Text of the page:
Ever since Penn State became the eleventh Big Ten Institution, Big Ten expansion has become a hot topic. The Big Ten's eleven member conference setup, while it does have its benefits, also is loaded down with several drawbacks.
Eleven is an odd number, too few to hold a conference championship game, yet, just enough member institutions that all the teams don't play each other during the regular seasons.
To be fair, the Big Ten has reaped the benefits of multiple conference champions on more than one occasion.
However, the figurative benefits of staying at eleven teams are far outweighed by the benefits of expanding by one to twelve—if that "one" is the right team.
To be the "right team", the benefits of a twelfth member must financially add to the conference more than the cost of splitting the conference profits amongst 12 teams. To expand by one, it would cost each Big Ten school about 1.25 million (In 2007, Big Ten teams averaged about 16 million in conference payouts [177/11]).
To be financially feasible, the twelfth team and the Big Ten Championship game combined would need to add 13.75 million to conference coffers, a little under a full conference share.
Consider this also: In 2006, the SEC raked in almost 13 million from their championship game alone, the ACC about six million from their championship and the Big 12 about 11 million from their championship. In conclusion, it appears no matter what school they add, the Big 10 is set to make loads of money just by expanding to twelve.
However, there's one more twist to our puzzle. The Big Ten has reaped the benefits of a system that rewards them: the number eleven. Eleven teams means that each Big Ten football team doesn't play two of its conference mates during the regular season. This means that a Big Ten school can go four years between visits to Ann Arbor or Columbus. It also means that two (or more) teams can run through the conference schedule either undefeated or with just one loss without facing each other, launching both teams to the top of the Big Ten and BCS standings.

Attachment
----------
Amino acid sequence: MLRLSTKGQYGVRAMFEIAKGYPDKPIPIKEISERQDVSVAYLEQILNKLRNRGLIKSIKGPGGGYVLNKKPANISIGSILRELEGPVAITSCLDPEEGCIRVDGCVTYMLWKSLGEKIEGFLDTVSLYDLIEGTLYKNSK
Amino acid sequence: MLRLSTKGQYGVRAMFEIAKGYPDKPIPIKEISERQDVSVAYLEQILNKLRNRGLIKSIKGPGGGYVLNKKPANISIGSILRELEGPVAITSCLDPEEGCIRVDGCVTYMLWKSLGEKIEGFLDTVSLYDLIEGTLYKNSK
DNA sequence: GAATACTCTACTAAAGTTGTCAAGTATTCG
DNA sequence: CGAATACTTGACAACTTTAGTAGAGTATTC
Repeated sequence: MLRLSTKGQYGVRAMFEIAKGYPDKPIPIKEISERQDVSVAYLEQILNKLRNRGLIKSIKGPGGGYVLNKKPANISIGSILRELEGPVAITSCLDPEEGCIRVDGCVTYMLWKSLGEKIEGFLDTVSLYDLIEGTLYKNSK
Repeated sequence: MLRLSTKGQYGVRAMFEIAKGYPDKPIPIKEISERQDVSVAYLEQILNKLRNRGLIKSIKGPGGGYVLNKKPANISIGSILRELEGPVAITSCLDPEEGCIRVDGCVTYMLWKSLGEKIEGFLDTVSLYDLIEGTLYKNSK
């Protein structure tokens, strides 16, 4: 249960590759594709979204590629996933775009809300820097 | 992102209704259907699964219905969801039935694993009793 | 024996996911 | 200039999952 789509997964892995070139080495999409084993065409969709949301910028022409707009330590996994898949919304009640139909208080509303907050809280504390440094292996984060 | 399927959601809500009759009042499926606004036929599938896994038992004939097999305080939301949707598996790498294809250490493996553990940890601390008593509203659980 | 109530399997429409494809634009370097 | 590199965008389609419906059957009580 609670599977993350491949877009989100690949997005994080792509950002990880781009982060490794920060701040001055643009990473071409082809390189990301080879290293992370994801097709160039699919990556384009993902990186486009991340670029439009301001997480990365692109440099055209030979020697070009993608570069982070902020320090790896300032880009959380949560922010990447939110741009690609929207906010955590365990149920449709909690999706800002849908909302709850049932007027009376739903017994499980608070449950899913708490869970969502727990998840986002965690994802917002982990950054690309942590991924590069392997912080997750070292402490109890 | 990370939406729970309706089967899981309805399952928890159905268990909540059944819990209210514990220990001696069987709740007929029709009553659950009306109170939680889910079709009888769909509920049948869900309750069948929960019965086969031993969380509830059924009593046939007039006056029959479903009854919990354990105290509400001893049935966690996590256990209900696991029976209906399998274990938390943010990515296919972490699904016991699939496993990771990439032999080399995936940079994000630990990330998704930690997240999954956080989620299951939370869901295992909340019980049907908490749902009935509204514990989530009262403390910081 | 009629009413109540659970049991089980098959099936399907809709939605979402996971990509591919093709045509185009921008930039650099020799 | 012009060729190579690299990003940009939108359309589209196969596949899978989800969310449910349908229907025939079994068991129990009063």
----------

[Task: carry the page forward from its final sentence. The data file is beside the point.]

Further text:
This, combined with the Big Ten's near-automatic spot in the rose bowl, allows the Big Ten to get multiple BCS berths almost every year. A great example is the nine win, 13th ranked Illinois team that played in the rose bowl last year or the Michigan team that played in the 2007 Rose Bowl.
Each BCS berth can be worth an upwards of 10 million, and an expansion to twelve could seriously dash the chances of the Big Ten getting two teams in the BCS picture. Once the Big Ten expands to twelve, no two teams would dash through the Big Ten schedule undefeated again.
For simplicities sake, we'll say that the team needs to provide in profits, through tradition, alumni base and markets, equal to that of the average Big Ten member (16 million/year). What teams will be up to that tall task? More importantly, will this member also be academically and institutionally up to the conference par?
Today, we'll take a page from our science book, scientifically examining then eliminating each school until only one remains.
One of the most important requirements for Big Ten expansion is for a school to fit into the conference academically. So, how does the Big Ten define academic excellence? A good start would be to look at something the other 11 Big Ten (as well as most of the PAC-10 and several other BCS schools) have in common: They belong to an elite group called the American Association of Universities. From here, we can bring up a list of possible candidates from or close to the Big Ten footprint like so:
Rutgers, the State University of New Jersey
*Notre Dame is an exception to the rule here. They aren’t AAU, but they fare really well in other measures of academic measurement (ie: Search for Notre Dame in the Carnegie Foundation for Advancement of Teaching or look at the US News college rankings and you’ll see what I mean). Plus, the shear amount of fans that Notre Dame would bring to table and public exposure they bring means they break all the normal rules.